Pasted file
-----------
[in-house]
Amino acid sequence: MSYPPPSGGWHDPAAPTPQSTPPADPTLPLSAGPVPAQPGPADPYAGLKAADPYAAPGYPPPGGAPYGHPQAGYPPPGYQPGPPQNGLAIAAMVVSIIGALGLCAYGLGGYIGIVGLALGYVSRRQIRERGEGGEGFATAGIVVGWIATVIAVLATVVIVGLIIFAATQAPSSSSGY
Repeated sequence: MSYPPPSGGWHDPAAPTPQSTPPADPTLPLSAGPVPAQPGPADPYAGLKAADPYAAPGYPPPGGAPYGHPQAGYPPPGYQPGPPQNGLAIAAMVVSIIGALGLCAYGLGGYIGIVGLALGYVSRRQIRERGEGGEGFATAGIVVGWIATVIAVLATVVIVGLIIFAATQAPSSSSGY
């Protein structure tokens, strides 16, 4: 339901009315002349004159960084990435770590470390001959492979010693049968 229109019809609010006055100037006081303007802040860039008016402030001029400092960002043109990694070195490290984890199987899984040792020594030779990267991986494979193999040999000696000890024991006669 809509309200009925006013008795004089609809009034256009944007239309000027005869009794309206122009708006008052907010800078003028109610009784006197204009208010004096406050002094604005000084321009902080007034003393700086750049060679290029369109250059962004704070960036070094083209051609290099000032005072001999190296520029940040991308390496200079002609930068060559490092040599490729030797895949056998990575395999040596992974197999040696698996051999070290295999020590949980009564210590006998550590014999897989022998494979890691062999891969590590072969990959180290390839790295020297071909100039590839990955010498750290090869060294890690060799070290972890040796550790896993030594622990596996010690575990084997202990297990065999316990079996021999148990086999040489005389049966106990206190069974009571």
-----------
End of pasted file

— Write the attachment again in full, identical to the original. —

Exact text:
[in-house]
Amino acid sequence: MSYPPPSGGWHDPAAPTPQSTPPADPTLPLSAGPVPAQPGPADPYAGLKAADPYAAPGYPPPGGAPYGHPQAGYPPPGYQPGPPQNGLAIAAMVVSIIGALGLCAYGLGGYIGIVGLALGYVSRRQIRERGEGGEGFATAGIVVGWIATVIAVLATVVIVGLIIFAATQAPSSSSGY
Repeated sequence: MSYPPPSGGWHDPAAPTPQSTPPADPTLPLSAGPVPAQPGPADPYAGLKAADPYAAPGYPPPGGAPYGHPQAGYPPPGYQPGPPQNGLAIAAMVVSIIGALGLCAYGLGGYIGIVGLALGYVSRRQIRERGEGGEGFATAGIVVGWIATVIAVLATVVIVGLIIFAATQAPSSSSGY
């Protein structure tokens, strides 16, 4: 339901009315002349004159960084990435770590470390001959492979010693049968 229109019809609010006055100037006081303007802040860039008016402030001029400092960002043109990694070195490290984890199987899984040792020594030779990267991986494979193999040999000696000890024991006669 809509309200009925006013008795004089609809009034256009944007239309000027005869009794309206122009708006008052907010800078003028109610009784006197204009208010004096406050002094604005000084321009902080007034003393700086750049060679290029369109250059962004704070960036070094083209051609290099000032005072001999190296520029940040991308390496200079002609930068060559490092040599490729030797895949056998990575395999040596992974197999040696698996051999070290295999020590949980009564210590006998550590014999897989022998494979890691062999891969590590072969990959180290390839790295020297071909100039590839990955010498750290090869060294890690060799070290972890040796550790896993030594622990596996010690575990084997202990297990065999316990079996021999148990086999040489005389049966106990206190069974009571």